Thankfully, the Berlingo makes up for its lack of rear legroom with a cavernous boot. You get a whopping 1,255 litres of space, and that full-height cage means you can load it up to the roof without the risk of things flying into the cabin.

The drawback of the cage is that it stops you from being able to utilise the whole cabin for carrying really large items. The back seats do still fold down, as does the front passenger seat, but that bulkhead is an immovable obstacle in the way of ultimate usability. If you go for the all-electric E-Berlingo, that car doesn't have the cage so you can fold all the seats down and use it like a van.

You get an adjustable parcel shelf which you can place in the middle of the boot, handy for separating your cargo, however it’s so massive that there’s nowhere to store it if you want to remove it entirely.

The load lip is nice and low, so lugging heavy items in is easy. It’s also ideal if you have an old dog, as they don’t have far to jump up into the boot. The Berlingo would make an ideal car for those who have dogs, as it has a cage built-in and there’s a 12V socket in the back for a hoover to clean up all the hairs.

Interior style, infotainment and accessories

If it’s a plush interior you want, the Berlingo probably isn’t for you. Despite the dull design, everything feels robust and there’s enough tech on board for most people

There's a compromise to be made for the Citroen Berlingo’s van-like practicality, and that’s a decidedly van-like interior. There are no soft touch plastics in sight, and there’s only a couple of gloss black flashes to liven up this otherwise dull cabin. If you’re after a family car which feels more posh, a Renault Austral could be worth considering.

Still, everything has a solid and robust feeling to it, and all that hard plastic will be easy to keep clean making it well-suited to family life. If you do want to add a pop of colour, the Flair XTR model gets a green dashboard and green details on the seats.

In terms of infotainment, all Berlingos get an 8.0-inch touchscreen as standard. It’s a fairly average system with decent enough graphics, but it’s not all that responsive. The screen you get in a SEAT Tarraco is easier to use on the move.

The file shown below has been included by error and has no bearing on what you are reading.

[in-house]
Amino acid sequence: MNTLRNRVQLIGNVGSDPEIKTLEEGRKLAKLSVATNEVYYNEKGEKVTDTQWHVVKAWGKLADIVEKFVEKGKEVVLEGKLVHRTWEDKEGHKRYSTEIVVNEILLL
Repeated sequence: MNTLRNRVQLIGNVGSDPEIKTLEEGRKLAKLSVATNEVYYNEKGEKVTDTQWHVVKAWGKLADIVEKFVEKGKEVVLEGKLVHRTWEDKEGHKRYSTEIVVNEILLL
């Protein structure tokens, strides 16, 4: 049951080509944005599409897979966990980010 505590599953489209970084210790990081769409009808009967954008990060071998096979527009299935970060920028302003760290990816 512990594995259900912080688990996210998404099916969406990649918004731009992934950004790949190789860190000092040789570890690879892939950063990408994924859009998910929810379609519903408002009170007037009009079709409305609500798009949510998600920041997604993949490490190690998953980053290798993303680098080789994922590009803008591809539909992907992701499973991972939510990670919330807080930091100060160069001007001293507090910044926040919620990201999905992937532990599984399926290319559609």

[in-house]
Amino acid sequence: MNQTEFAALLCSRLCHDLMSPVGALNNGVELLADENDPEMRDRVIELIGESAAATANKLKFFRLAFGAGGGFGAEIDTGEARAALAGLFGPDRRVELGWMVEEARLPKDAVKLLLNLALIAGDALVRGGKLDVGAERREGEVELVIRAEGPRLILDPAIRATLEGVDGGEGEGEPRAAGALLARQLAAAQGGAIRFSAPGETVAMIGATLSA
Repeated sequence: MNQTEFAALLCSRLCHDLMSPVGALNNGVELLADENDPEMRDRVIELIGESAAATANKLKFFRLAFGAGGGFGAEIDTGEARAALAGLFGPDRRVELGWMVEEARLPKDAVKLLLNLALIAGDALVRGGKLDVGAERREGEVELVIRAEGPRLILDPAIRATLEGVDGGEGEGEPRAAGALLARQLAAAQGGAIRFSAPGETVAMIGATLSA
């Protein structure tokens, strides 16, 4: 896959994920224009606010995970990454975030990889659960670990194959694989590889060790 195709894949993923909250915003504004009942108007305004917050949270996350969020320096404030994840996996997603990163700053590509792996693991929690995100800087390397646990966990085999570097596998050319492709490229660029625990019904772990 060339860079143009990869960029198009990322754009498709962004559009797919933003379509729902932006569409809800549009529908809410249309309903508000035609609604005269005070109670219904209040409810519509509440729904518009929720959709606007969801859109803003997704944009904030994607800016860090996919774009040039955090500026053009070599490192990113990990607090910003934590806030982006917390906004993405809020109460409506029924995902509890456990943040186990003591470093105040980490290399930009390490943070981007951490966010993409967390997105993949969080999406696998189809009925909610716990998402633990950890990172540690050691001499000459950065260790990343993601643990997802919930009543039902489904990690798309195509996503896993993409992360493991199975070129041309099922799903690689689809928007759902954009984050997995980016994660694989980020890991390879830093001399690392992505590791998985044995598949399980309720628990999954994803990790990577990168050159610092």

There’s also Apple CarPlay and Android Auto, connected through a wire, so you can use your phone for things like sat nav and music streaming. You can’t get a digital driver’s display on the petrol Berlingo like you can on the electric version. All internal combustion models get traditional dials with a small display in between but it displays all your vital information in a clear and concise way, and the dials are easy to read.

Finding your way around the controls is easy, because everything is logically laid out. You get physical buttons for the climate control, so they aren’t buried in the touchscreen like on the Peugeot 5008, for example.

MPG, emissions and tax

You have a choice of three engines in the Berlingo, one petrol and two diesels. The petrol comes in the form of a 1.2-litre three-cylinder unit with 110hp, and it’s only available with a six-speed manual gearbox. It’ll return around 37mpg, and accelerates from 0-60mph in a pedestrian 11.5 seconds.

If you’re after the most fuel-efficient Berlingo, the 101hp 1.5-litre diesel will return 54mpg. There is a trade-off for the economy, and that’s a distinct lack of performance. This engine is even slower than the petrol, with 0-60mph taking 14.1 seconds.

If you spend a lot of time on the motorway, the 130hp diesel is a better bet. It’s only available with an eight-speed automatic gearbox, and it’ll do 51mpg. The added power makes overtaking a lot easier, however both diesel engines are pretty noisy under acceleration.

Company car buyers will be better off looking at the all-electric E-Berlingo, because that car offers much cheaper benefit in kind tax. The 101hp diesel is the cheapest to tax of the three fuel-burners thanks to its lower emissions.

Safety and security

The Citroen Berlingo scored four out of five stars in its 2018 Euro NCAP safety tests, so it’ll protect you pretty well should the worst happen. It was marked down slightly in the pedestrian protection category, something which won’t have been helped by the car’s brick-like shape.

You get a good amount of safety kit as standard to help prevent a crash, with all cars getting active lane-keeping assist, autonomous emergency braking, driver attention alert and traffic sign recognition. There are also plenty of airbags around the cabin to protect you and your passengers in the event of an accident.

Reliability and problems

The Berlingo doesn’t have any reliability horror stories attached to it, with most owners finding them to be dependable family runarounds.

For added peace of mind, all new Citroens come with a three-year, or 60,000 mile warranty. This is pretty standard for a lot of brands, but it’s not as impressive as the seven-year cover you get with a Kia Sorento.

Buy or lease the Citroen Berlingo at a price you’ll love
We take the hassle and haggle out of car buying by finding you great deals from local and national dealers
RRP £23,050 - £29,605 Avg. Carwow saving £3,279 off RRP
Carwow price from
Cash
£19,995
Monthly
£294*
Used
£13,146
Ready to see prices tailored to you?
Compare new offers Compare used deals